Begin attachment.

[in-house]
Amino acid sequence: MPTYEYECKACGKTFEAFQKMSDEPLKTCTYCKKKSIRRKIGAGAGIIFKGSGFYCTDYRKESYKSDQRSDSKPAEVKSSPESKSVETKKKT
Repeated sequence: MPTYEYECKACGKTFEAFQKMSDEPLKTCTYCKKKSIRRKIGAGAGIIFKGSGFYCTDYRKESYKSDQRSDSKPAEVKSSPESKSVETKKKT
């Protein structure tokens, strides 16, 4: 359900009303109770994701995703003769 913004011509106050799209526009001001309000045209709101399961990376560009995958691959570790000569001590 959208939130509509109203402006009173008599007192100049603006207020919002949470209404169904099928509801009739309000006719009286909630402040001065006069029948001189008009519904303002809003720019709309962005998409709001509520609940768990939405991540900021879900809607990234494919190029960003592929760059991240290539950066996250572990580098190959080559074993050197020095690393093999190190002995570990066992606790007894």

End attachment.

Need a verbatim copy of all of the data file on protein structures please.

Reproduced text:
[in-house]
Amino acid sequence: MPTYEYECKACGKTFEAFQKMSDEPLKTCTYCKKKSIRRKIGAGAGIIFKGSGFYCTDYRKESYKSDQRSDSKPAEVKSSPESKSVETKKKT
Repeated sequence: MPTYEYECKACGKTFEAFQKMSDEPLKTCTYCKKKSIRRKIGAGAGIIFKGSGFYCTDYRKESYKSDQRSDSKPAEVKSSPESKSVETKKKT
């Protein structure tokens, strides 16, 4: 359900009303109770994701995703003769 913004011509106050799209526009001001309000045209709101399961990376560009995958691959570790000569001590 959208939130509509109203402006009173008599007192100049603006207020919002949470209404169904099928509801009739309000006719009286909630402040001065006069029948001189008009519904303002809003720019709309962005998409709001509520609940768990939405991540900021879900809607990234494919190029960003592929760059991240290539950066996250572990580098190959080559074993050197020095690393093999190190002995570990066992606790007894």